JON HARGREAVES: DESIGNING FOR HUMANITY

On a sunny morning in Norfolk, Virginia, designer Jon Hargreaves welcomed us in to his home for a chat. We were eager to learn more about him after catching glimpses of his work, and entering his home was like stepping into an Architectural Digest story. A welcoming pot of freshly brewed pour over was front and center when we arrived. He poured a cup and we settled in to our conversation.

We spoke about his work as a designer, and learned about the values and principles that make design impactful. Jon’s insight is distinctly refined and his ambitions are meaningful. Check out our conversation below.

LD: Thanks again for having us. Could you introduce yourself and share a bit about your background? 

JH: Absolutely. I’m Jon Hargreaves. I’m originally from the Akron, Ohio area, but I’ve been living here in Virginia for 10+ years now. I’m a self-taught designer working in all kinds of different design disciplines; web design, branding design, product design, and more recently trying to break into some industrial design. 

LD: Is ‘Designer’ your professional title then?

JH: I tend to go by ‘Design Generalist’ at this point.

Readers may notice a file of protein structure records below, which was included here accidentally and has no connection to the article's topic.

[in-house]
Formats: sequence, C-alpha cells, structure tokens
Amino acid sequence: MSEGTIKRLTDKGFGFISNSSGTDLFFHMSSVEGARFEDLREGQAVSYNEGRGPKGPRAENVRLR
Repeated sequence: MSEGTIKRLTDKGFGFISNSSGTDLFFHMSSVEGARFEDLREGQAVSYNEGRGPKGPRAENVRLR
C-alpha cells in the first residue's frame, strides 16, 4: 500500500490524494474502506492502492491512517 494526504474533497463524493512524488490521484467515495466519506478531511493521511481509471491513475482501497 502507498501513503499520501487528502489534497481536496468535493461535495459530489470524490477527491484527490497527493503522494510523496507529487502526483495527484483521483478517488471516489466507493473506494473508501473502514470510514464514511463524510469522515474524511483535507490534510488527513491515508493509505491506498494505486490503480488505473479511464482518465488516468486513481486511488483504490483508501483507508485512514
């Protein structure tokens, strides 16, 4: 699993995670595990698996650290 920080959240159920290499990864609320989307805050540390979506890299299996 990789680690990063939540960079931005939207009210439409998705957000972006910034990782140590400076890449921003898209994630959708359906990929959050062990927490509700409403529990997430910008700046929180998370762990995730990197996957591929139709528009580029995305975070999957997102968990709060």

LD: If you were to use three words to describe yourself professionally, what would they be? 

JH: Passionate, intentional, and simple. 

LD: The ‘simple’ part is interesting, especially in the context of design. Can you elaborate on that part? 

JH: I think the most important value a designer should be able to hone in on is maintaining simplicity in their work. The whole point of design is to be able to communicate clearly with visual content. Like the calendar back here by Massimo Vignelli, it’s an extremely simple piece with a simple concept; and the map he did above me of the New York subway in 1972 takes an extremely complex problem and makes it as simple as possible. It’s been broken down into only a few key elements that are essential for people who use the subway to know exactly where they’re at.

LD: We’ve seen digital art take over design spaces. Do you feel like the popularity of digital art takes away from traditional design mediums, like the Massimo Vignelli calendar and subway map? 

JH. Yeah, I absolutely do think so. In this tech driven design industry the world is more focused on producing volume over quality and value. The focus is on like ‘how fast can something get shipped out.’ It’s to the point where a lot of digital art, or illustration, or just design in general is copied from other people based on the current trend. The meaning of the design becomes lost in translation a bit. 

JH: To compare digital art culture to traditional art culture, we can think of it this way: I could make an NFT collection, launch it, go viral over night, and make potentially millions of dollars off of it. But back in the day, Vincent Van Gogh’s work was only discovered years after he died. He went undiscovered his entire lifetime but had some of the most iconic work that’s ever been made; and now, like everything else, it’s easily accessible. It’s just a matter of sorting through the bad art trying to find the good art over time.